Rowe’s Wildmen costumes, also known as Ghillie suits, are a unique representation of the carnivalesque in contemporary visual culture.
They subvert traditional norms and hierarchies by using accumulated domestic materials that are fading from significance to create decorative wearable landmasses. This emphasis on physicality and the body reflects the carnivalesque’s celebration of diversity and complexity.
Rowe’s costumes also challenge dominant narratives and ideologies through their ritualistic resurrection of a cultural identity, entrenched with broader themes of pagan rituals and abstraction. They create a form of social camouflage that comments on the self-shaming ecosystem of the carnivalesque, reflecting the artist’s observation of the deconstruction and clearing of the no man’s land of the harbour and seafront resort.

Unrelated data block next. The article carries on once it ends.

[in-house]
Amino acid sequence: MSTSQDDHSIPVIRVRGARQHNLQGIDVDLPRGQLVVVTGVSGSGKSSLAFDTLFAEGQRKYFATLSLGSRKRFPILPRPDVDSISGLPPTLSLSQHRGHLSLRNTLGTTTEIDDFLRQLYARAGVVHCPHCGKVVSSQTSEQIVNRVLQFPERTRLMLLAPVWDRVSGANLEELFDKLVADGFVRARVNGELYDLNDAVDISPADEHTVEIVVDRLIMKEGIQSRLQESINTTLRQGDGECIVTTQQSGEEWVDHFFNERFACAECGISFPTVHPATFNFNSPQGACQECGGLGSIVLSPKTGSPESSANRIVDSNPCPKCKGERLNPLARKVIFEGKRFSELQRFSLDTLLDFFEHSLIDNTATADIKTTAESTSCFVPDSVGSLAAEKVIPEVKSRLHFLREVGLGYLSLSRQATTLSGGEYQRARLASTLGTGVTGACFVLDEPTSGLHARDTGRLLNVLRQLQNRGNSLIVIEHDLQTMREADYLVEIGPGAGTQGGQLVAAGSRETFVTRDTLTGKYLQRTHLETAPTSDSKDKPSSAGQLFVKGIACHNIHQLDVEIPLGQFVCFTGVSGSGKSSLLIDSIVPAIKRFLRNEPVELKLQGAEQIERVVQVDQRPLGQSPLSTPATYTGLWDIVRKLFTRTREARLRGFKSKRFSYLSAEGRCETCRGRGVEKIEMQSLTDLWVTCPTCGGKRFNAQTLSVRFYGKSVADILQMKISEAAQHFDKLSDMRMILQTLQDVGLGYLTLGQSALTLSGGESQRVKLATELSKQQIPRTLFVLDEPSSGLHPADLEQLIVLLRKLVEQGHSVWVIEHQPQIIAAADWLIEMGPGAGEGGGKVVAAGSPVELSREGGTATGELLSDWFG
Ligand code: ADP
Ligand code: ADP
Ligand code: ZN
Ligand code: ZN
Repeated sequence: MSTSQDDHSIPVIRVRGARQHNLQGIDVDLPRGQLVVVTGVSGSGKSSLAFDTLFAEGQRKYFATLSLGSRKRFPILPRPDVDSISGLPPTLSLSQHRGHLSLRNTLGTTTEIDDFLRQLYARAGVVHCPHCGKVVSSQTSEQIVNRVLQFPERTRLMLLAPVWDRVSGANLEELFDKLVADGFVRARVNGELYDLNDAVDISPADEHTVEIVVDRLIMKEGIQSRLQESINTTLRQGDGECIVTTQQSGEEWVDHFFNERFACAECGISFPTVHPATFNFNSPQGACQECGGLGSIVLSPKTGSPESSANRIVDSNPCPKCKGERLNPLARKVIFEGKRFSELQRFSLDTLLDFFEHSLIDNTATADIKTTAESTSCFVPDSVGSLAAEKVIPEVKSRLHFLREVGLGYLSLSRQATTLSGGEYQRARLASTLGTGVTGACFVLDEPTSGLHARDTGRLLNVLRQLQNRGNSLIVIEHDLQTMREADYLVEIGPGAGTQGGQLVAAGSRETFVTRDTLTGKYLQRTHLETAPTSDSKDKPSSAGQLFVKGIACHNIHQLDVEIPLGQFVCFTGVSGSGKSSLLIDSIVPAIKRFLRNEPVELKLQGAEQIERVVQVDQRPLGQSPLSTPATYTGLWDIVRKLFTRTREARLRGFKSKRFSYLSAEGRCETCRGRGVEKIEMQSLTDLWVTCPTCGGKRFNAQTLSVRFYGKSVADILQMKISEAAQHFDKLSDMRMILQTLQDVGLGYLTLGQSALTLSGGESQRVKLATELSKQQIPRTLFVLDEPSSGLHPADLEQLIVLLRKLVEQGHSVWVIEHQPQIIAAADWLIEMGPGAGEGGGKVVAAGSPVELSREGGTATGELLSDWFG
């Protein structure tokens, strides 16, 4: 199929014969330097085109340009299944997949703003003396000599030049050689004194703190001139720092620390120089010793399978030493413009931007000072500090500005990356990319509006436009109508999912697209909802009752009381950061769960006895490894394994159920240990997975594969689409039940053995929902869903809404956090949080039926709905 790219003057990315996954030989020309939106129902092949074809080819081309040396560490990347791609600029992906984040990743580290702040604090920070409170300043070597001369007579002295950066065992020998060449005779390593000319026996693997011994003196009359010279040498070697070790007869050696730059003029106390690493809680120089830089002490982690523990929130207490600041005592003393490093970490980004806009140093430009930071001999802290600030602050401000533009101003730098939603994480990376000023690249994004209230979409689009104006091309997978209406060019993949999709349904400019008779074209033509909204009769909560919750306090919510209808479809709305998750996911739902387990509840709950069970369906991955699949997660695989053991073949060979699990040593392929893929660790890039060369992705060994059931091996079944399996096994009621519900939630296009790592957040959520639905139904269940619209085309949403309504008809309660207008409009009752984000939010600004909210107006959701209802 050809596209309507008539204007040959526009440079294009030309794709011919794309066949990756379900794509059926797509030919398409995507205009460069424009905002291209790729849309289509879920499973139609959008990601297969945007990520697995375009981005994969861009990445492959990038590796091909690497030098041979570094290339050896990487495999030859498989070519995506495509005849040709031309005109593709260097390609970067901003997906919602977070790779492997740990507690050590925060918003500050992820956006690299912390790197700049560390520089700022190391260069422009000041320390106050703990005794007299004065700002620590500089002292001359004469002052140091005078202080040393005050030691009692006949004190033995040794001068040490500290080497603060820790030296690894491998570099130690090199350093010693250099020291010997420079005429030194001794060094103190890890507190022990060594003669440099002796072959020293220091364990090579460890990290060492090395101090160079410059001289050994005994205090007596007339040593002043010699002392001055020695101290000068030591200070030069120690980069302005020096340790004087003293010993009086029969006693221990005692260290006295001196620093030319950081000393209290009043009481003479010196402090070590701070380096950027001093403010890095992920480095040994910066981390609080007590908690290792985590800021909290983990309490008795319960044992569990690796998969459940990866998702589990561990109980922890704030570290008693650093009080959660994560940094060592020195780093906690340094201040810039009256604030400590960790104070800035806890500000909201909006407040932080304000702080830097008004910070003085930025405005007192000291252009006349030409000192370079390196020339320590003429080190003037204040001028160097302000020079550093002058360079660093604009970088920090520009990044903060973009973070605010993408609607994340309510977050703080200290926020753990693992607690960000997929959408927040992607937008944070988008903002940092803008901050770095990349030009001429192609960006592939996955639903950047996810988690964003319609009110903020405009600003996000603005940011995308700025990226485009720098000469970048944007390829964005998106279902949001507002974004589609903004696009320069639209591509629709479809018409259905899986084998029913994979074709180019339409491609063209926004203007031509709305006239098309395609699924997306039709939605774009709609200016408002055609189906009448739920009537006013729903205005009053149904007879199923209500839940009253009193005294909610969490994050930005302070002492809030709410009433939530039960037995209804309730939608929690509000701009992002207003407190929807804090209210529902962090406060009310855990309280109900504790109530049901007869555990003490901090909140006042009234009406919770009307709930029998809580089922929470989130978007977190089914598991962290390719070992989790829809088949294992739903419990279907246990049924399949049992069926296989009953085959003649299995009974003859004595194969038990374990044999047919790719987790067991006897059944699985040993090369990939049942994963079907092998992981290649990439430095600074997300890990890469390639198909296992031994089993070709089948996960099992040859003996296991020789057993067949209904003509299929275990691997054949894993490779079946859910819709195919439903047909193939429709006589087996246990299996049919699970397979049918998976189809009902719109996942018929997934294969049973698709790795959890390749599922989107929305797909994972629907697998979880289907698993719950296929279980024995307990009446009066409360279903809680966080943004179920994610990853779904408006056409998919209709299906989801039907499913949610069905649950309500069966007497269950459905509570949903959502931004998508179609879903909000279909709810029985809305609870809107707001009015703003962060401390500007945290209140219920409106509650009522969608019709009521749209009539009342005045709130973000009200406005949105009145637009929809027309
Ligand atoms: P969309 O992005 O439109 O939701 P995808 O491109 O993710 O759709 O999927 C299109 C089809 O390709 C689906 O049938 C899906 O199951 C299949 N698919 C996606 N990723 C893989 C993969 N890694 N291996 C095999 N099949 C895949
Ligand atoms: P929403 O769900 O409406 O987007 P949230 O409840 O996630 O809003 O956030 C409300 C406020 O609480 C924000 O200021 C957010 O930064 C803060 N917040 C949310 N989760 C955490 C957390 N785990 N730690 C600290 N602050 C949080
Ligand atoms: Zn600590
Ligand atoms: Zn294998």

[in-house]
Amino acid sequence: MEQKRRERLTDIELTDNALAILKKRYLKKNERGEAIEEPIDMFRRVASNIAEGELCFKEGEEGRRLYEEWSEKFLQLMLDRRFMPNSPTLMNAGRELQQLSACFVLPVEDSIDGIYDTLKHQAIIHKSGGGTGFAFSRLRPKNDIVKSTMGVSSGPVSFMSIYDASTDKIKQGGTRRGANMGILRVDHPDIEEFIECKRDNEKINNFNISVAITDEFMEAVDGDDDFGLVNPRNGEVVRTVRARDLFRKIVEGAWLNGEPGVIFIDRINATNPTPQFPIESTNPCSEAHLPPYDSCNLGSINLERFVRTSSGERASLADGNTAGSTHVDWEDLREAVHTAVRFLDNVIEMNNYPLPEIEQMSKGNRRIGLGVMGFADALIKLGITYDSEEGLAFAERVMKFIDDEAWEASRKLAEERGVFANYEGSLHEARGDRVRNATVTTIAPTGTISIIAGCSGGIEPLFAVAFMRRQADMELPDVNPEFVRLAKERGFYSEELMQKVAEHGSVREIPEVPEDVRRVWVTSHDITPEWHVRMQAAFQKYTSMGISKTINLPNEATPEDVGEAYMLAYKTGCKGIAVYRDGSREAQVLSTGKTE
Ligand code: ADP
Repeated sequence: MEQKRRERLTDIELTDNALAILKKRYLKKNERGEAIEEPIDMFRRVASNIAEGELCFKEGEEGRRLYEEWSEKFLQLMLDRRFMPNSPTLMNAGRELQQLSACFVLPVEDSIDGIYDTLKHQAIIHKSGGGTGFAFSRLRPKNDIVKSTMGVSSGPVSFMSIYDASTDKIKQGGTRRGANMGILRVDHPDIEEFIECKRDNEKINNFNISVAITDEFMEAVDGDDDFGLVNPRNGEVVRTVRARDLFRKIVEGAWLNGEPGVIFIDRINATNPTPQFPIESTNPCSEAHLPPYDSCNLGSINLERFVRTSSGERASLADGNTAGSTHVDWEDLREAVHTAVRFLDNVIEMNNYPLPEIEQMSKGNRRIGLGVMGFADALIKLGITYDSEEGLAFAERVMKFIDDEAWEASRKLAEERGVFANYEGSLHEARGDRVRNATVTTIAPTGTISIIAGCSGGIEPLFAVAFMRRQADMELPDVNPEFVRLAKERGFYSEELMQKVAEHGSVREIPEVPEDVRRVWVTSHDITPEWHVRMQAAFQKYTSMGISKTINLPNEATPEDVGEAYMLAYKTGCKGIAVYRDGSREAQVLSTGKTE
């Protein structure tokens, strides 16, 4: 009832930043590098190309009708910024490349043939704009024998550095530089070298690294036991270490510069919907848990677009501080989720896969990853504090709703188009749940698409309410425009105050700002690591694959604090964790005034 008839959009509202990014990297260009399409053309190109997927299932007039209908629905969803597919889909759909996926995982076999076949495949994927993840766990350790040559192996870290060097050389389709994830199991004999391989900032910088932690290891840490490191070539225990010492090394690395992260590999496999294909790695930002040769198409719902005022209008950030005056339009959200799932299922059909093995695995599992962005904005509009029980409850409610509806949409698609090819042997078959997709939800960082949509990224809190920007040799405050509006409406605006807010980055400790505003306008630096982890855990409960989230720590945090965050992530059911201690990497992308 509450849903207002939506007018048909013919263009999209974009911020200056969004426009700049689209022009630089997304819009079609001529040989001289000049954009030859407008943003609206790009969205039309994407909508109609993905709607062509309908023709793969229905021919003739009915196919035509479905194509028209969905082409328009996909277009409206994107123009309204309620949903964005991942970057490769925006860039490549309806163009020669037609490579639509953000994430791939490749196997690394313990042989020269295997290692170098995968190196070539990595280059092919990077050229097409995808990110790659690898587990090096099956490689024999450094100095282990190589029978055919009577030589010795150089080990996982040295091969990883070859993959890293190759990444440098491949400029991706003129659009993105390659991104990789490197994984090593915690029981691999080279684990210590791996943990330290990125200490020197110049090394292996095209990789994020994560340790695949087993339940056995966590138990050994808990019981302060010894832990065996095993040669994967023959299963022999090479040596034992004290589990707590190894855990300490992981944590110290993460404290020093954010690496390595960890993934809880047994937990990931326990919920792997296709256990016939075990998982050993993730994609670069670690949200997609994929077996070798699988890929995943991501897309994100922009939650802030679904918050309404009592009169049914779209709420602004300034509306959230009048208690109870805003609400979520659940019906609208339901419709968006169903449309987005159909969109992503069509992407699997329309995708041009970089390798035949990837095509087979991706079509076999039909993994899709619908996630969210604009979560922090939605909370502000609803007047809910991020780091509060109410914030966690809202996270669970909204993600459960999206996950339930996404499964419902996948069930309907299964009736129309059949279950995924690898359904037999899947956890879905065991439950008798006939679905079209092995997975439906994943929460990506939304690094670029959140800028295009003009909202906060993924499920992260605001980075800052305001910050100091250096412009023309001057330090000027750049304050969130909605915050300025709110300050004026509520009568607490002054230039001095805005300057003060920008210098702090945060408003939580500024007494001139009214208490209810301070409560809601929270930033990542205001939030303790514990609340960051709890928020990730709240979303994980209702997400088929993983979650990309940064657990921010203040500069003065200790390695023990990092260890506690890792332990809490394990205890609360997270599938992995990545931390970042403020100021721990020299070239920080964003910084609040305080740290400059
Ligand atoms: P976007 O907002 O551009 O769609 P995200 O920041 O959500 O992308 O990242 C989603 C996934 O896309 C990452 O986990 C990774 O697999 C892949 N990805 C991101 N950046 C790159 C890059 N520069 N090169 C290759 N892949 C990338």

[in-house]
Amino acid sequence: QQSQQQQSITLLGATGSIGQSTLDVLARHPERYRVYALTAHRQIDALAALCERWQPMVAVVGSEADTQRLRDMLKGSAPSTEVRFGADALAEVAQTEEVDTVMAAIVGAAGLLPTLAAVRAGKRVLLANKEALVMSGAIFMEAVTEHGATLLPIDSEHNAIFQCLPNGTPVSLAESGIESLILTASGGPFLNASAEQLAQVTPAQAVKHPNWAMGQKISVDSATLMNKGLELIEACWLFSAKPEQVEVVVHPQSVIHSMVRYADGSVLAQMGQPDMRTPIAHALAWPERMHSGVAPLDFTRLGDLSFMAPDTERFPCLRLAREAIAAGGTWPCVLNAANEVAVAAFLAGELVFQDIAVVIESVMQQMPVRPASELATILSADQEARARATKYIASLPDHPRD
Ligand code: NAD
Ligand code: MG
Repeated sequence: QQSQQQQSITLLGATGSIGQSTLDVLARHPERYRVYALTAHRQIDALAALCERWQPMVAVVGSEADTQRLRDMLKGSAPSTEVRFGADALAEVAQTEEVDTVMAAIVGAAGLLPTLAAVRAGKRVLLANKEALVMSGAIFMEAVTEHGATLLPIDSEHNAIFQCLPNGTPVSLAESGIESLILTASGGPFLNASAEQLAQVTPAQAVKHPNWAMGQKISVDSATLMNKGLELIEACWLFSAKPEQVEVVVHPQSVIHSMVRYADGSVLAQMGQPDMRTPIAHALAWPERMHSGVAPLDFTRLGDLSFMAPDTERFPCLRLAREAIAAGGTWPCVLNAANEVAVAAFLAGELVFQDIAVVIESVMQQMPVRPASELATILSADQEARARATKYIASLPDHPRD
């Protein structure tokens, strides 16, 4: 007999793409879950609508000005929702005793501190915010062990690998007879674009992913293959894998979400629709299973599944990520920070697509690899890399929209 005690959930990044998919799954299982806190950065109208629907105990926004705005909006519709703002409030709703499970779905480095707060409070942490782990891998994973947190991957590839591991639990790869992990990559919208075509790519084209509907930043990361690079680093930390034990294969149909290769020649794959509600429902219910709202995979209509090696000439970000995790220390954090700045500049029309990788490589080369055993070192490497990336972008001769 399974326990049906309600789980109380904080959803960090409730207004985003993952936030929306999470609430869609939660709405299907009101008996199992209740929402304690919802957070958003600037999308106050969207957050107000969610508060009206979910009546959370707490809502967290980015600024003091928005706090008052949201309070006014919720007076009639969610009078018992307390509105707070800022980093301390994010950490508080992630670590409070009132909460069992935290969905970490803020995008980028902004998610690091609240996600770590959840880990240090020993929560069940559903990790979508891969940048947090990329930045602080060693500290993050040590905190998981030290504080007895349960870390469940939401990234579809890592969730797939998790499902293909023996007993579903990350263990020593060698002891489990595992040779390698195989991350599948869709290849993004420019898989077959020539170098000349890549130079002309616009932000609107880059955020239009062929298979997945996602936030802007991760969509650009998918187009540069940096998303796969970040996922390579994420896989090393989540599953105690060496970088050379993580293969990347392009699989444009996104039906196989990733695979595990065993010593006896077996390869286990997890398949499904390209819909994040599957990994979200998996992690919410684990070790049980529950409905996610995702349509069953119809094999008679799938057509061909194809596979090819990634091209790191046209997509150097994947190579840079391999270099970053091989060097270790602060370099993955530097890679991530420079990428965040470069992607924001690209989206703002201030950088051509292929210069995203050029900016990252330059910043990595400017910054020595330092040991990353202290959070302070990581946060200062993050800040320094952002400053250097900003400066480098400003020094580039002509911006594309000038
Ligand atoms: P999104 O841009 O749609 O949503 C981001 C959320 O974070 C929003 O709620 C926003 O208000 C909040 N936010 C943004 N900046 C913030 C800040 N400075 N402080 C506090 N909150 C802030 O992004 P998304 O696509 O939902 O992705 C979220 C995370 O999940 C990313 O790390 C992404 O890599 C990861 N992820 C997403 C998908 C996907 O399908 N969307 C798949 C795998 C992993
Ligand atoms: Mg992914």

Rowe’s work is an example of the carnivalesque’s enduring presence in contemporary visual culture, as it encourages creativity, experimentation, and subversion. It highlights the importance of preserving and celebrating aesthetics that are on the verge of extinction and provides a platform for reflection on the social, cultural, and taste shifts in the region.